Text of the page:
The ideal political savior for Democrats in Wisconsin would be someone who is strongly progressive, and, therefore, ideologically similar to Harlow, but is considerably more politically skilled than Harlow. One might point to State Rep. Chris Taylor (D-Madison) as a potential savior for Wisconsin Democrats, given her fearless, no-holds-barred style of progressive politics. However, if she runs statewide, it would probably be for attorney general, not for governor, although she’d be an absolutely awesome candidate for either office. Late last year, Wisconsin-based political blogger Chris Walker mentioned State Rep. Melissa Sargent (D-Madison) as a potential gubernatorial candidate, and, if she were to run for governor, I would endorse her campaign without hesitation. She is one of the most progressive state legislators in the entire country, and, having read some of her op-eds, she seems like someone who genuinely cares about…no pun intended…making her state great again. However, Sargent could probably get elected to the state assembly for two-year terms for the rest of her life if she wanted to, so I highly doubt that she’d run for statewide office, but she’s never publicly ruled out a gubernatorial bid to my knowledge. If, by some chance, she were to seek the Democratic nomination for Wisconsin’s highest office, Sargent would probably win over nearly all of the voters who would be open to voting for someone like Harlow, and she’d have a good chance of winning the nomination, provided that she were to run a true statewide campaign. I don’t know enough about people like Dave Hansen or JoCasta Zamarripa to tell you about whether or not they’re interested in a gubernatorial bid or give you an opinion about them.

Long story short, Wisconsin Democrats can do a lot better than Tim Cullen or Bob Harlow.

Ben Carson apparently thinks that abolitionists are only worth one-tenth of a person

For the first time in a century and a quarter, a woman will be on the face of U.S. paper currency. For the first time ever, the woman on the face of U.S. paper currency will be a woman of color.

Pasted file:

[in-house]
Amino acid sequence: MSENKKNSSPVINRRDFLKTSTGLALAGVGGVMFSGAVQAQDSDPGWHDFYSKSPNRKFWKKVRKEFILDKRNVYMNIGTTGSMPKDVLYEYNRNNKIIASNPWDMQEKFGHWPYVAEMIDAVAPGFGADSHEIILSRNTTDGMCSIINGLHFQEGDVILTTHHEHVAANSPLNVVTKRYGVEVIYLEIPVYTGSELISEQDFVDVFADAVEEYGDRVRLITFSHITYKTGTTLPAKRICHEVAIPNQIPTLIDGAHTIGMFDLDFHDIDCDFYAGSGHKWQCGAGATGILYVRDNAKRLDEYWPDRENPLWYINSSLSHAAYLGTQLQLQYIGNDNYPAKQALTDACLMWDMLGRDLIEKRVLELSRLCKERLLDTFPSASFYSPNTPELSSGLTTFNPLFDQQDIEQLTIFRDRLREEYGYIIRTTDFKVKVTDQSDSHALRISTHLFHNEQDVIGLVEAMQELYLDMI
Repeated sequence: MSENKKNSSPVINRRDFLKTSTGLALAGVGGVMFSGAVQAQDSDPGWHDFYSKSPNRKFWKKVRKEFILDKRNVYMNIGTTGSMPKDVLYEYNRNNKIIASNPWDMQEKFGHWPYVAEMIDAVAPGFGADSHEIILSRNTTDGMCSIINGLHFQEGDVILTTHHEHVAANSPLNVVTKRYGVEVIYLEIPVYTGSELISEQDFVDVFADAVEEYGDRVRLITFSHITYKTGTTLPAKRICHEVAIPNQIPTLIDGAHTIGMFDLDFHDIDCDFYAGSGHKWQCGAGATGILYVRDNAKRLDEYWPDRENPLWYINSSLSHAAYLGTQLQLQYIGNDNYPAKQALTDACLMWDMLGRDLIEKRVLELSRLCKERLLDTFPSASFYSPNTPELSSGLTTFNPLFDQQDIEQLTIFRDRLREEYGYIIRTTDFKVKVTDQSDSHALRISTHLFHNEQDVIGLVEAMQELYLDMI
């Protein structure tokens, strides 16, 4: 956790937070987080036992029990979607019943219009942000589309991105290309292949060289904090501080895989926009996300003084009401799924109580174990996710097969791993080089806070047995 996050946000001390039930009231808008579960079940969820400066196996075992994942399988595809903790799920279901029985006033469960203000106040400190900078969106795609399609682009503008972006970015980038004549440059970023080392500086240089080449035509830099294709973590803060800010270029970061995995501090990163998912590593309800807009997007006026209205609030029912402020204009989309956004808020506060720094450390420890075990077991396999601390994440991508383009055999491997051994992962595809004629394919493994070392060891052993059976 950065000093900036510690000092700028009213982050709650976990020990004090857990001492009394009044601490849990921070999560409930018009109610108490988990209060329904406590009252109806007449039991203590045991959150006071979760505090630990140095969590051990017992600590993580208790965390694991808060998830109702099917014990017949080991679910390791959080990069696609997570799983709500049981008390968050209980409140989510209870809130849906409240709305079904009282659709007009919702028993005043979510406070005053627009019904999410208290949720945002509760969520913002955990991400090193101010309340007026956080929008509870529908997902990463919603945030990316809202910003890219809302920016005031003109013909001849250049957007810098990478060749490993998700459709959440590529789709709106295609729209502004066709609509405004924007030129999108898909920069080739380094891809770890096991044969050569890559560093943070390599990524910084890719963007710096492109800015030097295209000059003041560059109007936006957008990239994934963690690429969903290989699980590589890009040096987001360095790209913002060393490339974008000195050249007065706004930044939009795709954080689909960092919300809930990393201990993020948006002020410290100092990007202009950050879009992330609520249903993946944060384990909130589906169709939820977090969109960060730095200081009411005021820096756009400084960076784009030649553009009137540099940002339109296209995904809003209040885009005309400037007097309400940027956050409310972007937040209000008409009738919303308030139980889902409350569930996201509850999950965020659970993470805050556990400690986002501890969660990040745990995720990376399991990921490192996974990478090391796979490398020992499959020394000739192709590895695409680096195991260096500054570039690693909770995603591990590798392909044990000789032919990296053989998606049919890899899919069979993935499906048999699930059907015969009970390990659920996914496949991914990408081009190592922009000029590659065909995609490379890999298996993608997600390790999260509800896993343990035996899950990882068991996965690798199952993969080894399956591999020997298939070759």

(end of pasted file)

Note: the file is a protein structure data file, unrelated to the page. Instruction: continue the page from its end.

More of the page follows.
The U.S. Department of the Treasury has announced that Harriet Tubman, a slave, abolitionist, and pro-women’s suffrage activist who is best known for her roles in the Harper’s Ferry raid and the Underground Railroad, will replace Andrew Jackson, the 7th President of the United States whose legacy includes the Trail of Tears forced removal of Native Americans from the South, on the front the $20 bill. $20 bills currently in circulation with Jackson on the front will still be legal tender, however.

While both Democratic presidential candidates have praised the Treasury Department’s decision to place Tubman on the most widely circulated form of U.S. paper currency, failed former Republican presidential candidate Ben Carson, now a Donald Trump supporter, went on FOX Business Network and said that he thinks that the Treasury Department should have put Tubman on the rarely-circulated $2 bill instead:

…During a Fox Business Network interview Wednesday, the failed presidential candidate turned Trump surrogate lamented to Neil Cavuto that Jackson was “a tremendous president” and “in honor of that we kick him off the money.” Asked whether he is, by extension, anti-Tubman, the retired neurosurgeon replied: “No. I love Harriet Tubman, I love what she did. We can find another way to honor her. Maybe a $2 bill?”…

Many Americans don’t realize this, but the $2 bill, which currently features Thomas Jefferson on the front of the bill, is actually legal tender in the United States. However, the $2 bill is rarely circulated (in fact, I’ve not seen a $2 bill in many years).

Now, back to the main point of this blog post…right-wingers have officially gone from believing that people of color are three-fifths of a person to believing that people of color are one-tenth of a person. Personally, while Tubman wasn’t my first choice for the new $20 bill (Sacajawea was my first preference), I don’t think that there’s a better way to honor Tubman, who is one of the greatest Americans to have ever lived, than to put her on the front of the most circulated form of U.S. paper currency. Oh, and I believe that people of color are full people.